Service animals have been in the news a lot lately, mainly due to claims of house pets being inappropriately passed off as service animals.

There has been so much discord surrounding this topic that Colorado legislature is aiming to change the law. They recently introduced a bill that would criminalize the misrepresentation of pets as service animals.

Here’s what restaurant owners need to know about service animals, including the current regulations.

Current national regulations

The U.S. Department of Justice currently oversees national regulations regarding service animals, which are outlined in the Americans with Disabilities Act (ADA).

Beginning on March 15, 2011, the ADA limited the definition of service animals to “dogs that are individually trained to do work or perform tasks for people with disabilities.” The work or tasks they perform may include:

  • Guiding the blind
  • Pulling a wheelchair
  • Alerting and protecting individuals who are deaf or having a seizure
  • Reminding individuals to take prescribed medications
  • Acting as a calming force for those diagnosed with Post Traumatic Stress Disorder (PTSD)

The ADA makes it clear that service animals are “working animals” and are not classified as pets. The task performed by the dog must also directly relate to the person’s disability.
Dogs acting primarily as emotional support for their owners do not qualify as service animals per the ADA guidelines.

Interestingly, the ADA recently added another separate provision regarding the use of miniature horses. A four-step assessment is used to determine whether the horse and its owner should receive the same accommodations as service dogs.

Title II and III entities

Throughout the ADA regulations, you see Title II and Title III entities mentioned frequently. This is important because these entities are the ones who must provide necessary accommodations per the ADA.

Title II entities include state and local governments. Title III entities is the category under which restaurants fall, specifically because they are deemed places of public accommodation. Hotels, shopping centers, and libraries fall under this category as well — roughly five million private establishments do too.

Title II and title III entities must allow service animals and their owners access to all public areas of the establishment. Failure to do so could result in violation of the ADA.

State and local regulations vary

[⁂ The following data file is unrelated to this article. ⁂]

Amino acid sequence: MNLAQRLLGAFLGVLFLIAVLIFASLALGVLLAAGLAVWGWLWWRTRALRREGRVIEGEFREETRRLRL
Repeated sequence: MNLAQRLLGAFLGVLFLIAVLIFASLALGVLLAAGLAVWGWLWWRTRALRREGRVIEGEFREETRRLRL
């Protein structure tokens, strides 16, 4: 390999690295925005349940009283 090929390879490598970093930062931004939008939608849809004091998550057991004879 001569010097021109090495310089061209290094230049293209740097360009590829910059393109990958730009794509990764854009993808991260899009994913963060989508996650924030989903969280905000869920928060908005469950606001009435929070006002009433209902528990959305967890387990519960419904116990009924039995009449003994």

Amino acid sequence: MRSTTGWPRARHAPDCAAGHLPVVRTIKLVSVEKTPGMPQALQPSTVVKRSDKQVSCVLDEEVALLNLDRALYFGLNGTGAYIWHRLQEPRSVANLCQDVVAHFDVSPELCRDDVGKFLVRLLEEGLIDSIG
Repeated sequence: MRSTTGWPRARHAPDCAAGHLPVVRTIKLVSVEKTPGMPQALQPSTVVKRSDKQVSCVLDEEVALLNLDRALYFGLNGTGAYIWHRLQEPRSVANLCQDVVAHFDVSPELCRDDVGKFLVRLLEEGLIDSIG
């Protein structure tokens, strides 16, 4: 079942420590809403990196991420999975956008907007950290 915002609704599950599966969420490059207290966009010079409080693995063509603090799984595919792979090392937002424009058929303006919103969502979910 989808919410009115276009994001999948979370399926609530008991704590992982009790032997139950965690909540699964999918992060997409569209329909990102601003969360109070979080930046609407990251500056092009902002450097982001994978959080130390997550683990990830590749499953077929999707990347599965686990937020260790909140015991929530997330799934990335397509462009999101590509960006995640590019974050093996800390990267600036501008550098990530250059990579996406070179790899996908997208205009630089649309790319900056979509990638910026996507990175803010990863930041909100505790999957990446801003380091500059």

To make matters more confusing, state and local laws may expand on the ADA’s limited definition of service animals. For example, Delaware defines a service dog as “any guide dog, signal dog, or other animal individually trained to do work or perform tasks for the benefit of an individual with a disability…”

You can see a listing of state regulations here or the attorney general’s office in your state can provide additional guidance as well.

Handle with care

It’s important that these situations are handled with care. You want to ensure that your employees understand the regulations so that no one’s rights are infringed upon.

If a patron with a service animal enters your restaurant, encourage your staff to simply ask, “Is the animal a service animal required because of a disability?” Never ask for documentation for the service animal or press the patron to reveal their disability.

What other questions do you have regarding service animals in your restaurant? Let me know in the comments below!

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Carrie Luxem is the founder and President of Restaurant HR Group, a full-service HR group based in Chicago, IL. Carrie will be sharing her wisdom from over 15 years in restaurant human resources through guest-posts on the Homebase blog.

Want some HR help? Homebase and Restaurant HR Group have partnered to provide free HR resources for restaurants and retailers. You can find them here.

One Response to “Service Animals 101: The Regulations Restaurants Need to Know”

  1. Lyn Robertson

    Questions – was at a restaurant today and was told if owner or anyone else touched the service dog they had to go immediately and wash their hands. The same is the owner hand fed the dog any treats while in the restaurant. Is that true or false. Restaurant was a buffet. Owner said that is because then person is then going to touch serving spoons. I agree it might be a good thing to do BUT does the person have to wash their hands? Especially since there is no bathroom police making sure people who use the bathroom at a restaurant wash their hands before touching the serving spoons. We all know not everyone washes their hands after going to the bathroom even though they should.

    Reply

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